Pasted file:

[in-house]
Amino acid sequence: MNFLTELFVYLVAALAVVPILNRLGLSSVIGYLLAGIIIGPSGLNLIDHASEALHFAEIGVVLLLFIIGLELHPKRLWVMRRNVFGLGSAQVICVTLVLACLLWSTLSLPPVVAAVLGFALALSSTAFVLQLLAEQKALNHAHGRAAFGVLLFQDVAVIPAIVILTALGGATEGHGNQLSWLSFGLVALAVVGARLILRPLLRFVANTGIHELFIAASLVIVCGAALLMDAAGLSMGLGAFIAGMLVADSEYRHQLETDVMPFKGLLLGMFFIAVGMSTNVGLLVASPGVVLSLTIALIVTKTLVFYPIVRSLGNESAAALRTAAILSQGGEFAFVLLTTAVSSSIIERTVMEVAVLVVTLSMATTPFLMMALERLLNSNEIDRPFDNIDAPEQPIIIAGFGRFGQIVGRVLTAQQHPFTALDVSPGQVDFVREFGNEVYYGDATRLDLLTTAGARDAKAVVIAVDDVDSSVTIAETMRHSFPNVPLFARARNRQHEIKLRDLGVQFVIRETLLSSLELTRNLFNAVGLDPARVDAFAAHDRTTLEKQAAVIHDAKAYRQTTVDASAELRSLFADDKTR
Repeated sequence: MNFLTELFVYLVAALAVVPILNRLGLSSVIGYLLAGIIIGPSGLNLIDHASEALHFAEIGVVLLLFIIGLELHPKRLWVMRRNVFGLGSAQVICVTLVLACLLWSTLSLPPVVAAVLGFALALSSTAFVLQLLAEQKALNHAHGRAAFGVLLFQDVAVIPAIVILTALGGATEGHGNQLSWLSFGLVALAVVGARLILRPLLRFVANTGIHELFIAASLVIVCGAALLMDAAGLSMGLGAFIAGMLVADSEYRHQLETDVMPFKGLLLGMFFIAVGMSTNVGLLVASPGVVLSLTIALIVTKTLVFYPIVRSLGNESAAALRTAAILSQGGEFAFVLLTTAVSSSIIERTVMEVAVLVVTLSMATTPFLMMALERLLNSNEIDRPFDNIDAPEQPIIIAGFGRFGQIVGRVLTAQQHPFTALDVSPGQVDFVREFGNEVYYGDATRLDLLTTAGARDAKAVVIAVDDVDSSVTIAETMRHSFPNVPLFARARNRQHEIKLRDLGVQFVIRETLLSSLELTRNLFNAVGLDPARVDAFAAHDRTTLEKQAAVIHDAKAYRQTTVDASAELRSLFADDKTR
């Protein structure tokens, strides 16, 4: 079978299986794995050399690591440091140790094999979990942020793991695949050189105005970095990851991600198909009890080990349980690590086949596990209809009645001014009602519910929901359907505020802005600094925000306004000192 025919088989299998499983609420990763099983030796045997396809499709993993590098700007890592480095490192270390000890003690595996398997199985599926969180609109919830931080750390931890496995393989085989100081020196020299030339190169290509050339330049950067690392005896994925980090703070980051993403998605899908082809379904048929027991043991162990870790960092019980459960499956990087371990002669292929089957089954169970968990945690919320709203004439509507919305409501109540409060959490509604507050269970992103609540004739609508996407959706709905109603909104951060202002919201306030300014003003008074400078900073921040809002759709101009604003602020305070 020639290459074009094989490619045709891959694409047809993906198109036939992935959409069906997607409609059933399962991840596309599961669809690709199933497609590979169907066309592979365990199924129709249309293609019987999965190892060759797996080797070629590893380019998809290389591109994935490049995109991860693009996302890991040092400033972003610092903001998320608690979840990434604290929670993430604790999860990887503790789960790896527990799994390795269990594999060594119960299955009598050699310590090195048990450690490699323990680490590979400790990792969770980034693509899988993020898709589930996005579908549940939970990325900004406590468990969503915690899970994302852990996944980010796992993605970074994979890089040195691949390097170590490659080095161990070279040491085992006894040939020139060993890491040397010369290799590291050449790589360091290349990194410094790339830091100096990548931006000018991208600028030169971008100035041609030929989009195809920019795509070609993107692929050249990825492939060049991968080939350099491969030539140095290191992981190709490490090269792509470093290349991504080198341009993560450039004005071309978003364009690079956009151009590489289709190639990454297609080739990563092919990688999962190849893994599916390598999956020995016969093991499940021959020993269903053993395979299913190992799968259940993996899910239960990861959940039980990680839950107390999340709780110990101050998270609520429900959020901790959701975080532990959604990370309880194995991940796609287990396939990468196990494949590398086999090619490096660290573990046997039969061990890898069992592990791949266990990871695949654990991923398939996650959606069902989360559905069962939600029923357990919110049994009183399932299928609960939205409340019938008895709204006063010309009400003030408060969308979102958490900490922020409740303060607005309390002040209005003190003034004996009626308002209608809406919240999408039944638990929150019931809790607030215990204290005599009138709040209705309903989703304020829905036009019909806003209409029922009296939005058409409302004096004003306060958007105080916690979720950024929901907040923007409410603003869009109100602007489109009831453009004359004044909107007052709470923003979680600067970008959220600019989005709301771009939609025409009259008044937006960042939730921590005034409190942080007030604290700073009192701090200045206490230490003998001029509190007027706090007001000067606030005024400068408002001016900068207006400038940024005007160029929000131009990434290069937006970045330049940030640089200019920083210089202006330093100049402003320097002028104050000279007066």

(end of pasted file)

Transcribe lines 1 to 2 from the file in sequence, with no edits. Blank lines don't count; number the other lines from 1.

[in-house]
Amino acid sequence: MNFLTELFVYLVAALAVVPILNRLGLSSVIGYLLAGIIIGPSGLNLIDHASEALHFAEIGVVLLLFIIGLELHPKRLWVMRRNVFGLGSAQVICVTLVLACLLWSTLSLPPVVAAVLGFALALSSTAFVLQLLAEQKALNHAHGRAAFGVLLFQDVAVIPAIVILTALGGATEGHGNQLSWLSFGLVALAVVGARLILRPLLRFVANTGIHELFIAASLVIVCGAALLMDAAGLSMGLGAFIAGMLVADSEYRHQLETDVMPFKGLLLGMFFIAVGMSTNVGLLVASPGVVLSLTIALIVTKTLVFYPIVRSLGNESAAALRTAAILSQGGEFAFVLLTTAVSSSIIERTVMEVAVLVVTLSMATTPFLMMALERLLNSNEIDRPFDNIDAPEQPIIIAGFGRFGQIVGRVLTAQQHPFTALDVSPGQVDFVREFGNEVYYGDATRLDLLTTAGARDAKAVVIAVDDVDSSVTIAETMRHSFPNVPLFARARNRQHEIKLRDLGVQFVIRETLLSSLELTRNLFNAVGLDPARVDAFAAHDRTTLEKQAAVIHDAKAYRQTTVDASAELRSLFADDKTR